Exclusive interview: Anna Jones on leaving Hearst, female entrepreneurship and what makes a good leader

04 September 2018 -

Anna JonesALLBRIGHT FOUNDER ANNA JONES IS OUT TO HELP WOMEN IN BUSINESS

CMI INSIGHTS

A prominent face in the media industry, Anna Jones was chief executive of publisher Hearst for three years, until she left in March 2017 to co-found AllBright. The organisation helps female entrepreneurs and employees to lead businesses through networking, funding and masterclasses with well-known UK businesswomen. Here, Jones explains how she’s developed as a manager during her career, and how she can help other leaders to thrive.

To what extent were you aware of unconscious gender bias in your own career?

“I have always felt well supported but what I have observed in boardrooms is women understating their experience and achievements. Men will traditionally overstate their experience. With AllBright we are trying to give women the space to develop that confidence and to share their experience within a supportive community.”

Tell us about AllBright and why it was the right move for you?

“My previous roles involved working for female-focused businesses and products so I think I have an understanding of what interests women, and the issues that they are facing.

“AllBright felt like an opportunity to make a difference. Within a large company, decisions are often made slowly and there are more stakeholders. Within a start-up you’re able to make changes and put programmes in place more quickly that could get results.”

What does the business look like and what can we expect from it?

“There are three strands to the AllBright business – our members’ clubs, our Academy and a programme of live events. We’re opening a second London club in Mayfair in 2019 as well as our first American club in LA.

“The Academy is a new online educational platform designed to help women in the UK run successful businesses and smash corporate glass ceilings. It goes live in September 2018 and thousands of women have already signed up for the free 10-week programme.

Designer Cath Kidston, Wahaca Founder Thomasina Miers and TV presenter Trinny Woodall are among the Academy faculty who are delivering the programme’s content, together with Cosmopolitan Editor Farrah Storr, co-founder of Coffee Republic Sahar Hashemi, equality campaigner Luciana Berger MP, Olympic Gold medallist Christa Cullen and the award-winning talkRADIO team from Badass Women’s Hour.

“The Academy programme offers modules for existing and budding entrepreneurs as well as specific content for women working in all professions, at any stage of their career. It will be run by a network of regional ambassadors and there will also be in-person meet-ups during and beyond the 10-week course, giving participants the chance to come together and network as ‘AllBright Alumni’.”

What does success look like for AllBright?

With a growing community of inspiring and connected women across the globe, we feel that there's no stopping what we can do. I think global business is waking up to the impact of having motivated and empowered women building businesses for themselves and others – and as we're half the population, that can only be a great thing.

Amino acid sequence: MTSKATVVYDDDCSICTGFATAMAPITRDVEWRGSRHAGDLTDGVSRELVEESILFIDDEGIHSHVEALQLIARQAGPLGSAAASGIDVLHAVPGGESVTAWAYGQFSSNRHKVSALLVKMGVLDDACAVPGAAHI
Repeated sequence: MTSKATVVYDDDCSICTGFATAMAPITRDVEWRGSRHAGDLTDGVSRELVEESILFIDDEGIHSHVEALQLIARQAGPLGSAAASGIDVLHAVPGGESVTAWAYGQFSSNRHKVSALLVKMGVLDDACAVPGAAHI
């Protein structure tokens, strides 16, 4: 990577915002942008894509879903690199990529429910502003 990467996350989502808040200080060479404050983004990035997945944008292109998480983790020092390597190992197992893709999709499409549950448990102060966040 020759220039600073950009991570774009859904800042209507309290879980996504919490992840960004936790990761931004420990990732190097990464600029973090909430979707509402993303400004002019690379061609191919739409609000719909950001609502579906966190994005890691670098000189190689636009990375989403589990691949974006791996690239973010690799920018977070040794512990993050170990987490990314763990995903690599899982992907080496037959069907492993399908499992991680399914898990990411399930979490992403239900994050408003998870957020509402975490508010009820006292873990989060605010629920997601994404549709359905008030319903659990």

We’ve just secured investment to support the international expansion of AllBright, starting with our first American club due to open in LA in 2019. And we want to extend the reach of our Academy offer to support women in work and business across the world.

We hear a lot about the skills needed to make it in a senior leadership role. What skills and experiences do you think managers need?

An understanding of the numbers is definitely important. Before becoming CEO I had worked as head of digital and strategy [for Hachette Filipacchi before the Hearst merger] so I had an understanding of operations and positioning, as well as communications and marketing. You need a good gut instinct too – and that’s important for female entrepreneurs and executives.

What do you think it is that makes you a good manager and leader?

I am lucky to be surrounded by a talented team at AllBright and I think it’s important to support others and hire good people around you. I try to lead by example. I work hard, will roll my sleeves up and I’m very open and direct about business challenges and excited about opportunities. I am naturally very optimistic and look for a solution to all problems – 99% of the time there is one – you just need to be creative.

What weighting do you give to personality factors or soft skills, compared to technical ability when hiring managers?

A good manager needs both. My ethos for delivering the right culture in a company is to balance excellence in execution with delivering an open and creative atmosphere where good work is celebrated. We move at such pace at AllBright but we still stop once a month to review all the things we’re proud of and acknowledge each other.

CMI has been looking at ‘purpose’ as a motivator for business. Has social purpose become more important to you over time?

I have always been a champion of women; I am the eldest of four sisters so for me purpose has always been around championing women. It’s not a huge surprise therefore that my first business as an entrepreneur is all about that.

Read more: The What, The Why and The How of Purpose

Is working life happier or unhappier now?

I am happier than I have ever been. I feel like my whole life has become a 'pinch me’ moment – I'm running my own company alongside the most inspirational co-founder (Debbie Wosskow OBE), doing something I feel passionately about every day, with incredible women and enlightened men. What could be better than that?

Further information about AllBright is available here. Interested in gender equality? The CMI has a network for male and female managers to support women in the workplace: Find out more about CMI Women.